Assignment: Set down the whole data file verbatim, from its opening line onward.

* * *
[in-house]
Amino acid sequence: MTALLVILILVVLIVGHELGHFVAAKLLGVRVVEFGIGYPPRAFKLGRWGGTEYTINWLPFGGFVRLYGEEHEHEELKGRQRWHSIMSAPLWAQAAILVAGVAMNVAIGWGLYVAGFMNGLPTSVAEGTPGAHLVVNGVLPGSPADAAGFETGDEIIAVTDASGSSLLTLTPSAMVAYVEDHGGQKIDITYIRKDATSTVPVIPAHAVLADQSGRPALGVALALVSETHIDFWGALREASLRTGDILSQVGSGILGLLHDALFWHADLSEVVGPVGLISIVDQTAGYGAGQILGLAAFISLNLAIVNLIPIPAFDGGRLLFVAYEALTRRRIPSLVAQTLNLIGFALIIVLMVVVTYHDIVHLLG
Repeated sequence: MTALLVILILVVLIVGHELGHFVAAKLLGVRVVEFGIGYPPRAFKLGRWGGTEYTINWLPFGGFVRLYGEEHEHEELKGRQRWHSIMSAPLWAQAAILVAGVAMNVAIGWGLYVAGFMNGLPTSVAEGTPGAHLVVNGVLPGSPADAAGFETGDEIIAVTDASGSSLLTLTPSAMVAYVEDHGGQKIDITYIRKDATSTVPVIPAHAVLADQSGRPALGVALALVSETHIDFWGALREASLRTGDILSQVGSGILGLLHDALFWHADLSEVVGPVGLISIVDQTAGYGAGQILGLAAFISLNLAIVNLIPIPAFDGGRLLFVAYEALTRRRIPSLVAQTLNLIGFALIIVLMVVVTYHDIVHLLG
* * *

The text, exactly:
[in-house]
Amino acid sequence: MTALLVILILVVLIVGHELGHFVAAKLLGVRVVEFGIGYPPRAFKLGRWGGTEYTINWLPFGGFVRLYGEEHEHEELKGRQRWHSIMSAPLWAQAAILVAGVAMNVAIGWGLYVAGFMNGLPTSVAEGTPGAHLVVNGVLPGSPADAAGFETGDEIIAVTDASGSSLLTLTPSAMVAYVEDHGGQKIDITYIRKDATSTVPVIPAHAVLADQSGRPALGVALALVSETHIDFWGALREASLRTGDILSQVGSGILGLLHDALFWHADLSEVVGPVGLISIVDQTAGYGAGQILGLAAFISLNLAIVNLIPIPAFDGGRLLFVAYEALTRRRIPSLVAQTLNLIGFALIIVLMVVVTYHDIVHLLG
Repeated sequence: MTALLVILILVVLIVGHELGHFVAAKLLGVRVVEFGIGYPPRAFKLGRWGGTEYTINWLPFGGFVRLYGEEHEHEELKGRQRWHSIMSAPLWAQAAILVAGVAMNVAIGWGLYVAGFMNGLPTSVAEGTPGAHLVVNGVLPGSPADAAGFETGDEIIAVTDASGSSLLTLTPSAMVAYVEDHGGQKIDITYIRKDATSTVPVIPAHAVLADQSGRPALGVALALVSETHIDFWGALREASLRTGDILSQVGSGILGLLHDALFWHADLSEVVGPVGLISIVDQTAGYGAGQILGLAAFISLNLAIVNLIPIPAFDGGRLLFVAYEALTRRRIPSLVAQTLNLIGFALIIVLMVVVTYHDIVHLLG